Plum Island Tours Ended

Christine Sampson

Until recently, groups of 10 to 25 people were able to visit Plum Island, an uninhabited 840-acre question-mark-shape island in Long Island Sound and a wildlife sanctuary a mile and a half off Orient Point named for its beach plums. 

The island is home to a center that studies diseases that affect cattle, sheep, goats, and pigs, among other animals, most notably foot-and-mouth disease, rather than any that affect humans. It has been federal property since Fort Terry was built there in 1897 during the Spanish-American War. It became the Plum Island Animal Disease Center in the early 1950s and was operated as a research facility until 2013 when the Department of Homeland Security, which is charged with protecting food from animal-borne diseases, decided to move its mission to a new national facility in Kansas.

Now, as a response to litigation by a coalition of six environmental groups, the Department of Homeland Security has canceled all tours, including those sponsored by agencies hoping to establish the island’s environmental importance.  The coalition filed suit in 2016 to prevent the island’s sale, arguing that a sale was prohibited under the Endangered Species Act and alleging that a sale would put the endangered wildlife at risk. 

The island has been labeled a “critical resource area” by the Fish and Wildlife Service, a “significant coastal fish and wildlife habitat” by the New York State Department of State, and an “environmental stewardship area” in a scientific study of Long Island Sound. It is home to endangered piping plovers and to several hundred gray and harbor seals each winter.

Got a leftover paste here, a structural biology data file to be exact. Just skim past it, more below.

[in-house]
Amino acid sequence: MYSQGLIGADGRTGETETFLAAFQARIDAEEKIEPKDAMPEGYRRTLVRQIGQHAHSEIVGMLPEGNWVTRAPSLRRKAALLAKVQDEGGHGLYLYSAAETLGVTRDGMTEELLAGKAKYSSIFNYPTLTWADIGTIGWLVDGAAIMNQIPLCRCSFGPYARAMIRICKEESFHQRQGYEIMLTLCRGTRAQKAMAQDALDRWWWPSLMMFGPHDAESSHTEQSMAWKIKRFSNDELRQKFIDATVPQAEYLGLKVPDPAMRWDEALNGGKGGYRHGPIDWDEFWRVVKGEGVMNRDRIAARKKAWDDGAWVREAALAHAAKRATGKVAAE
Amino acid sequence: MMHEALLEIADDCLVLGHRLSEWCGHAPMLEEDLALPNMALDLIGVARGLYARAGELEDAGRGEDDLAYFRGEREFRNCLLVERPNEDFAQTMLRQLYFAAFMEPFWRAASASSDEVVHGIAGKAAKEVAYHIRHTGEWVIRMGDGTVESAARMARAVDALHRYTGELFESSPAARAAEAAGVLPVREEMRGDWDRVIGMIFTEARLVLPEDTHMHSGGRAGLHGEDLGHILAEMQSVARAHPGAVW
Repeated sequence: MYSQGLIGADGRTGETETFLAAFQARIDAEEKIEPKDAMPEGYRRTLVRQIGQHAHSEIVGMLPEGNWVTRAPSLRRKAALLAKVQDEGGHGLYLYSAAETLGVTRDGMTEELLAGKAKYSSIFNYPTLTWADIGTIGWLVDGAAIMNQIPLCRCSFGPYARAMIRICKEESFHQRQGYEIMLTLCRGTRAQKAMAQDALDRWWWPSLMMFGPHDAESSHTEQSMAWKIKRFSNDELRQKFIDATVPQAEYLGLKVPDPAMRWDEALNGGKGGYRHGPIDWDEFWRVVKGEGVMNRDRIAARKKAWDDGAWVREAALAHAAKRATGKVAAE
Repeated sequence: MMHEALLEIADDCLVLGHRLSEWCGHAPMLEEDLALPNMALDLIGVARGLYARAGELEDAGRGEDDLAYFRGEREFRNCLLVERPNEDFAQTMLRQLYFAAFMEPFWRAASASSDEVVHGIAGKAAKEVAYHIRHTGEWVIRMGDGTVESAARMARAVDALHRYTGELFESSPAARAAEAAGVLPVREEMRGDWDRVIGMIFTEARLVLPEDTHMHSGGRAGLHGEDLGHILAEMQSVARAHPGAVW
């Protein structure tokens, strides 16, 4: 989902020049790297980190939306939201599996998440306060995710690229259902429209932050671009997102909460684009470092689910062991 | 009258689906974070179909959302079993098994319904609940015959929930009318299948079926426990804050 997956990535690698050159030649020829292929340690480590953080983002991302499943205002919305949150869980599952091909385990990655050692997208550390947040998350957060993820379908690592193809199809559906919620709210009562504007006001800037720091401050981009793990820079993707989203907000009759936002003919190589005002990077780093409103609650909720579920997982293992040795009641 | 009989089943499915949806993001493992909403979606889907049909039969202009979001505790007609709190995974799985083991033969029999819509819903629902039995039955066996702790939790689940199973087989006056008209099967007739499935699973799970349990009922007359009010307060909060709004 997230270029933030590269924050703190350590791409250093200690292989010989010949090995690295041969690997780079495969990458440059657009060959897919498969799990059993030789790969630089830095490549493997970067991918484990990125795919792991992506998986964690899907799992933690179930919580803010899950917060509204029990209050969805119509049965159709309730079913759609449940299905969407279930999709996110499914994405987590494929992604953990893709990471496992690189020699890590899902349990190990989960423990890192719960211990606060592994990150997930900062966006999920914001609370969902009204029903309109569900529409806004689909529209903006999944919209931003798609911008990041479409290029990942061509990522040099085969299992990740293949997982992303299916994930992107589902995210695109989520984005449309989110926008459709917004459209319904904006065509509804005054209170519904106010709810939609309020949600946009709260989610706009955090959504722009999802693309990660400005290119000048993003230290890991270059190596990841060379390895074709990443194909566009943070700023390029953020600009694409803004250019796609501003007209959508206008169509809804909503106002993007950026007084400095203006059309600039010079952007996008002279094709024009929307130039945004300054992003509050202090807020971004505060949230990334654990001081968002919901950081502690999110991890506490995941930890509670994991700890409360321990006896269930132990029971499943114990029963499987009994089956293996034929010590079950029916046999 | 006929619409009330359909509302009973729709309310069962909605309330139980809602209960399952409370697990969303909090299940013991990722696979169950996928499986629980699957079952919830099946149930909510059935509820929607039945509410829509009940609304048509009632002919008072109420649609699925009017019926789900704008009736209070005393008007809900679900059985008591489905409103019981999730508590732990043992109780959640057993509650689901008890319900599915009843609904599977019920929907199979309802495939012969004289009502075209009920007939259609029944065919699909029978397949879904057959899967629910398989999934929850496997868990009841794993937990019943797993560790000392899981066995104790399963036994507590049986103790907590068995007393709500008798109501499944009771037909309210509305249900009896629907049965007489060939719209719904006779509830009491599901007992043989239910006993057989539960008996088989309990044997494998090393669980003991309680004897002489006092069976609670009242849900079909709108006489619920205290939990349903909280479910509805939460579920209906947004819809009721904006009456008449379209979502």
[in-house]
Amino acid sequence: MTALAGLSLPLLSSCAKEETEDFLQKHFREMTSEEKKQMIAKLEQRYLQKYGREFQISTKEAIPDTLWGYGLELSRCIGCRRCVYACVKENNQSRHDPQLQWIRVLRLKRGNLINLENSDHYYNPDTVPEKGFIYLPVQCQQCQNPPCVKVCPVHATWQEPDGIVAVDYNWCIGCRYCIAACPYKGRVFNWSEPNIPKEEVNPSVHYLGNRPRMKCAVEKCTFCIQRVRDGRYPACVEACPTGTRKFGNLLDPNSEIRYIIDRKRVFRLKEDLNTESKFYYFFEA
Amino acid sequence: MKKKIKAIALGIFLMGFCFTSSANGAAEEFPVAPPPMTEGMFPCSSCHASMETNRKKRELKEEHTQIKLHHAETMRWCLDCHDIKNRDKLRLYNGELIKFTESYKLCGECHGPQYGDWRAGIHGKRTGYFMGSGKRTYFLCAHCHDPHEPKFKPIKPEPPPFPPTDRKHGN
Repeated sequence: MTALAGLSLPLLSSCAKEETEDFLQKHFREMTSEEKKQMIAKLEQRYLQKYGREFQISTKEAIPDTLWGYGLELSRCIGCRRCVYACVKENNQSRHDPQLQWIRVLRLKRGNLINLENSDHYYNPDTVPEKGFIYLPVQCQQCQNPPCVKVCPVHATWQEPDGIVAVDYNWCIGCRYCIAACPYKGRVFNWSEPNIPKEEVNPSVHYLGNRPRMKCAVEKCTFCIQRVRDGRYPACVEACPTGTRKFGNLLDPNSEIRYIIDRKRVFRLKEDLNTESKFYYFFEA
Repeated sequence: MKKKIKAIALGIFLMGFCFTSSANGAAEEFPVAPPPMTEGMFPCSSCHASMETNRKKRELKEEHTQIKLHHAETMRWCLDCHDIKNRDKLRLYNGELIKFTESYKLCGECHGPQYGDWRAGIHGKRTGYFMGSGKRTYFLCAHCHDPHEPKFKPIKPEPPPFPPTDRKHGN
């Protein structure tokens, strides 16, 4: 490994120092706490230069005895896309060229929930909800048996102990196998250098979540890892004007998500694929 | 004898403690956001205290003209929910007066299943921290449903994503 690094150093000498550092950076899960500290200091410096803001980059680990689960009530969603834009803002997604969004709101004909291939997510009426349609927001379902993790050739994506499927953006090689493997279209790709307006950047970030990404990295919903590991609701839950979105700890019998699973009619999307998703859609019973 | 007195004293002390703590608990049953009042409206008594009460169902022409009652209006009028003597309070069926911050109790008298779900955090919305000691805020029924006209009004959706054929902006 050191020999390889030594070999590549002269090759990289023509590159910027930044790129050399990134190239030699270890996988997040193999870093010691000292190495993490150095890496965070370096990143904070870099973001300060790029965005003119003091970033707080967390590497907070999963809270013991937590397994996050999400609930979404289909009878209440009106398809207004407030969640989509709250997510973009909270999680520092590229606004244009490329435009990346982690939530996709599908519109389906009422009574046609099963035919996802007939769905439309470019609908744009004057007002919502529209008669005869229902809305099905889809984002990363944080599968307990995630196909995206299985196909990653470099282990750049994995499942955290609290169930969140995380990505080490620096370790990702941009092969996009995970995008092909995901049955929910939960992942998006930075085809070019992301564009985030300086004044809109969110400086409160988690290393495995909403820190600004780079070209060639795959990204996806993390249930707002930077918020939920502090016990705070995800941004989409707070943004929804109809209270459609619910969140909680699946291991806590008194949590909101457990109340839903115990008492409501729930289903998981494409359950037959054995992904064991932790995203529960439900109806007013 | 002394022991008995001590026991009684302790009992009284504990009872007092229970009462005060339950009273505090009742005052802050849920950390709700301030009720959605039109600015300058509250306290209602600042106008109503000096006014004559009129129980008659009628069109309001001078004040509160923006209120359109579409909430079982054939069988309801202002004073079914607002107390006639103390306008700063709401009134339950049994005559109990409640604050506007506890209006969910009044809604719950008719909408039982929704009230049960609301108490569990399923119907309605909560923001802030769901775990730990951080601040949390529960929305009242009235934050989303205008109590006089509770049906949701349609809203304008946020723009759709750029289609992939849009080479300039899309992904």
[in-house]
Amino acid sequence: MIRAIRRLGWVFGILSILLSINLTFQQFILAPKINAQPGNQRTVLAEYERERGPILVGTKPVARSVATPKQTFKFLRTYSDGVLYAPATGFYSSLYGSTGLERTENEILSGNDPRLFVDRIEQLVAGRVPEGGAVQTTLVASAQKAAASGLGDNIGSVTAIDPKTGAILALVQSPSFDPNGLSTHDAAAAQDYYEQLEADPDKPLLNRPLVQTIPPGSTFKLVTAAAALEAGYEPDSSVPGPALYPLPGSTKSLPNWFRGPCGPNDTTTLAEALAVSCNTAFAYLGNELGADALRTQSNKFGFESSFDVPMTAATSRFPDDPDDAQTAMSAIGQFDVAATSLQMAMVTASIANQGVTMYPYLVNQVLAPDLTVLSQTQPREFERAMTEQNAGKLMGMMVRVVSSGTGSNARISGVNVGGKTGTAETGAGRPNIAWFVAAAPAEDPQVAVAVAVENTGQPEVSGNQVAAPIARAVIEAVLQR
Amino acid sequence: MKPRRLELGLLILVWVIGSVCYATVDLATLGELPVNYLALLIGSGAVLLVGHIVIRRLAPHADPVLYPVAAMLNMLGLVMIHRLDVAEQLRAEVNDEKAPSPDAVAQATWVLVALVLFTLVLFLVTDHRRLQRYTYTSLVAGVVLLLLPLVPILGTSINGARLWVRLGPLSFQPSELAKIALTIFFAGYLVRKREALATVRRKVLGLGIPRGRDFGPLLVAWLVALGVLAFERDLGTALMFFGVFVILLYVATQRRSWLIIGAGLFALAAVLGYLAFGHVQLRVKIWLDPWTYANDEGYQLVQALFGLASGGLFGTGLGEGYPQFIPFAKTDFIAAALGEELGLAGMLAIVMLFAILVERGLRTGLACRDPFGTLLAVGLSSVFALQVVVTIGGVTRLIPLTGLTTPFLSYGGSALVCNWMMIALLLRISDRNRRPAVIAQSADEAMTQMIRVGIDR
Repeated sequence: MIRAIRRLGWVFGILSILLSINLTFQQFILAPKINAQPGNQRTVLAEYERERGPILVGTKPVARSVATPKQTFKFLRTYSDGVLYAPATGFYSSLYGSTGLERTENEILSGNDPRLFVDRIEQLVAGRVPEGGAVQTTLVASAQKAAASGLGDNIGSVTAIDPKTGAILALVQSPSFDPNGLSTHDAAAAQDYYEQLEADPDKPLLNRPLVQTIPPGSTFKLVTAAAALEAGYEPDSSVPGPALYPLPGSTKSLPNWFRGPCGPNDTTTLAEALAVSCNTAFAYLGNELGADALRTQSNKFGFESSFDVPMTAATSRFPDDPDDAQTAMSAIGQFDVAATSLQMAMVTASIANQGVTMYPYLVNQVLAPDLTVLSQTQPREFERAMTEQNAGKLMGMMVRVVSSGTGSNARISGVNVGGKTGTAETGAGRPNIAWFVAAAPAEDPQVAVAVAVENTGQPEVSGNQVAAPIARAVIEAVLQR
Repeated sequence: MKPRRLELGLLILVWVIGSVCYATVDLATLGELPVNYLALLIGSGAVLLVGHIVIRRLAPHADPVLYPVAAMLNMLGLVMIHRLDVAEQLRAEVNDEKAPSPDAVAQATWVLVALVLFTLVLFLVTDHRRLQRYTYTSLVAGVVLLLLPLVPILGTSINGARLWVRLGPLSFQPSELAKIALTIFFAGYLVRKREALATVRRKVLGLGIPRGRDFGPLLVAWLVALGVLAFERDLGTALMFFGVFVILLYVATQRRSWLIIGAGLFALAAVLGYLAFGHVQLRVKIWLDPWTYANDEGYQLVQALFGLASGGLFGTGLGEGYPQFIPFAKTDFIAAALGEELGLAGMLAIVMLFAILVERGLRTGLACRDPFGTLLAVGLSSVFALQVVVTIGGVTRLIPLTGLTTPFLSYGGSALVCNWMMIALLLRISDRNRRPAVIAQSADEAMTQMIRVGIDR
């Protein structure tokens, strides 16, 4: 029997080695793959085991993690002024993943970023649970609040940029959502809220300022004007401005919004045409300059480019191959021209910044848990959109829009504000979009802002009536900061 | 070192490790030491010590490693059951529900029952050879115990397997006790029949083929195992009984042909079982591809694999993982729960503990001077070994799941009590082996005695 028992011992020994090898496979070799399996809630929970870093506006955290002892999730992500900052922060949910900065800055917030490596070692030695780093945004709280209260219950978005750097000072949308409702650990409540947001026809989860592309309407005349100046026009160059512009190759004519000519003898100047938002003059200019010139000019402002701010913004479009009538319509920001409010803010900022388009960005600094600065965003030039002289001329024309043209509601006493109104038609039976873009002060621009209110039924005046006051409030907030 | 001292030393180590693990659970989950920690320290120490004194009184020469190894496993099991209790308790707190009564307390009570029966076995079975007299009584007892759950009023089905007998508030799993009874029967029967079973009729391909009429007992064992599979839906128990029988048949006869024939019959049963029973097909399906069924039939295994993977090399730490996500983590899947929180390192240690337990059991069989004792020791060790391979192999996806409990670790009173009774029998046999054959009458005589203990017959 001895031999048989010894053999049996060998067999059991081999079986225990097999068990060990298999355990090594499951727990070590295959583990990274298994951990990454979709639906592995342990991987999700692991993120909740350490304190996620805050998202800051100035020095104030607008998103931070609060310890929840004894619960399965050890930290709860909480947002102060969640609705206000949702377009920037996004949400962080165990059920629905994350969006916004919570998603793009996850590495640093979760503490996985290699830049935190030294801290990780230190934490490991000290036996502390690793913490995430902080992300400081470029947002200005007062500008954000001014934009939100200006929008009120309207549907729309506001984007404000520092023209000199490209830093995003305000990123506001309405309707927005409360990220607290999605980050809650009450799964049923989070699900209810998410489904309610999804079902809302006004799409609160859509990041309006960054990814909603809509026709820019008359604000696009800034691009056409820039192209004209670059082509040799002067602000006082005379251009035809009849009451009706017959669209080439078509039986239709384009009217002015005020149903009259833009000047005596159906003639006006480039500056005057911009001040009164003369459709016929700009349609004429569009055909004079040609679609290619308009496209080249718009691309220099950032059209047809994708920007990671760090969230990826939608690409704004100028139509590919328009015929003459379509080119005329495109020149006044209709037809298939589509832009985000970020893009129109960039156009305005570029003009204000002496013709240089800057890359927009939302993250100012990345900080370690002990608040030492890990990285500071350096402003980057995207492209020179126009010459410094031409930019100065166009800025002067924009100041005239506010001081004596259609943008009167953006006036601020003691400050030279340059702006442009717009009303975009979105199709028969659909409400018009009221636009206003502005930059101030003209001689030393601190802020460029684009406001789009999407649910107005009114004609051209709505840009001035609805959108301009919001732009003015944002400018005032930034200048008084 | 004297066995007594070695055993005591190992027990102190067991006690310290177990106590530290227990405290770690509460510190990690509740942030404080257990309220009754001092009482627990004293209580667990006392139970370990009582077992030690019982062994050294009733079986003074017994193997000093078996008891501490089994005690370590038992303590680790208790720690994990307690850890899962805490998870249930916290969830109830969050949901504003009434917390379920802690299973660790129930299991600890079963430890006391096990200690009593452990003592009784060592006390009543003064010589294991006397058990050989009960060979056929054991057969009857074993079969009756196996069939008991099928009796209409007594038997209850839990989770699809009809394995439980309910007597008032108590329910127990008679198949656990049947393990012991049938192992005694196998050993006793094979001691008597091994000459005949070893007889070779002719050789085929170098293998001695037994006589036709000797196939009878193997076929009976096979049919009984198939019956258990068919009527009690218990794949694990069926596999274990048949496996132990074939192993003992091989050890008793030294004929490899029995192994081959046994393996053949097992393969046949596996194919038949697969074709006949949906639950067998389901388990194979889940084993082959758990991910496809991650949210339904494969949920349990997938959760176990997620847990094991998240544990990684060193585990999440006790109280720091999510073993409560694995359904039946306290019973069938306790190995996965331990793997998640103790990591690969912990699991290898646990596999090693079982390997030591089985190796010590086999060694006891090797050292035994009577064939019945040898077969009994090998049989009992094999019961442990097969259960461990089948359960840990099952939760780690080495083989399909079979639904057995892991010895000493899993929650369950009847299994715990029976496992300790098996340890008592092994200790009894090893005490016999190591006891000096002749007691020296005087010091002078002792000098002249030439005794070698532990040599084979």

The government had decided to sell the island in 2009. With its location between the pricey developed coasts of Long Island and Connecticut, estimates of its value were in the hundreds of millions of dollars. But Save the Sound, Peconic Baykeeper, and Group for the East End formed a coalition to contest the sale.

In 2013 the Town of Southold, which has jurisdiction, zoned the island for the first time, designating 80 percent as a conservation district that could not be developed. The local community wanted none of the high-density development talked about for the island. The new zoning took a substantial chunk out of the potential sale price.

In an email, John Verrico, chief of media relations, science, and technology for the Homeland Security Department, said, “The purpose of the revised visitor policy is to minimize risks to the government in litigation and the eventual sale.” He said the new policy would remain in place for the foreseeable future, but that as circumstances changed, the department would consider reversing the policy “based on resource availability.” 

This may seem like a victory, but the environmental coalition remains cautious, concerned about deep-pocketed developers and potential changes in town leadership.